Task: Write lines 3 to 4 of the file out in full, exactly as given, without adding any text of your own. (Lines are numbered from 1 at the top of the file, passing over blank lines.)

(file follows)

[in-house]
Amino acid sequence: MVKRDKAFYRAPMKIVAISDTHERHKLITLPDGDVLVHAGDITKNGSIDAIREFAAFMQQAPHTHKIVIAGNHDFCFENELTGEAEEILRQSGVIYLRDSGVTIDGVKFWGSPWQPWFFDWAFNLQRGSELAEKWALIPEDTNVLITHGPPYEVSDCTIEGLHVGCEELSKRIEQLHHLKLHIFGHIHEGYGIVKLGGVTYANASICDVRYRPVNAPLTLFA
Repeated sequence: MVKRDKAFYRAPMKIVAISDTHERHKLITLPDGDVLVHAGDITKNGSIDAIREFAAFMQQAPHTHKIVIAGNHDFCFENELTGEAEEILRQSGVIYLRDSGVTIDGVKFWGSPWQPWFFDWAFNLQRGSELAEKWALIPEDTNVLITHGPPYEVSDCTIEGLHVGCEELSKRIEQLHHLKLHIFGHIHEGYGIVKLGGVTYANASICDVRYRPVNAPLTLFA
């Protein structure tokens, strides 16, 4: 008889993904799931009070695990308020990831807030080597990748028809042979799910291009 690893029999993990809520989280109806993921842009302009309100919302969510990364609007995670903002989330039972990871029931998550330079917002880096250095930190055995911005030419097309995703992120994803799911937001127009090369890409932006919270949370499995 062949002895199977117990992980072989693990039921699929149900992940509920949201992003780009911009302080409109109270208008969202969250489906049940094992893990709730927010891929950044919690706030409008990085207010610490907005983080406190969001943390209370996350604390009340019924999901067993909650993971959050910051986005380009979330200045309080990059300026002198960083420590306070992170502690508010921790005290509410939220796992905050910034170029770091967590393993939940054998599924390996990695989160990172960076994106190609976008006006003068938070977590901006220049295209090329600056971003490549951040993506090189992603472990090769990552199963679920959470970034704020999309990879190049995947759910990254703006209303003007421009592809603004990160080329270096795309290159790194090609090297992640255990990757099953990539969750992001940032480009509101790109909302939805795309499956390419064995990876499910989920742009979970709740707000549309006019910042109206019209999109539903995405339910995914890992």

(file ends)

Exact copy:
Repeated sequence: MVKRDKAFYRAPMKIVAISDTHERHKLITLPDGDVLVHAGDITKNGSIDAIREFAAFMQQAPHTHKIVIAGNHDFCFENELTGEAEEILRQSGVIYLRDSGVTIDGVKFWGSPWQPWFFDWAFNLQRGSELAEKWALIPEDTNVLITHGPPYEVSDCTIEGLHVGCEELSKRIEQLHHLKLHIFGHIHEGYGIVKLGGVTYANASICDVRYRPVNAPLTLFA
């Protein structure tokens, strides 16, 4: 008889993904799931009070695990308020990831807030080597990748028809042979799910291009 690893029999993990809520989280109806993921842009302009309100919302969510990364609007995670903002989330039972990871029931998550330079917002880096250095930190055995911005030419097309995703992120994803799911937001127009090369890409932006919270949370499995 062949002895199977117990992980072989693990039921699929149900992940509920949201992003780009911009302080409109109270208008969202969250489906049940094992893990709730927010891929950044919690706030409008990085207010610490907005983080406190969001943390209370996350604390009340019924999901067993909650993971959050910051986005380009979330200045309080990059300026002198960083420590306070992170502690508010921790005290509410939220796992905050910034170029770091967590393993939940054998599924390996990695989160990172960076994106190609976008006006003068938070977590901006220049295209090329600056971003490549951040993506090189992603472990090769990552199963679920959470970034704020999309990879190049995947759910990254703006209303003007421009592809603004990160080329270096795309290159790194090609090297992640255990990757099953990539969750992001940032480009509101790109909302939805795309499956390419064995990876499910989920742009979970709740707000549309006019910042109206019209999109539903995405339910995914890992």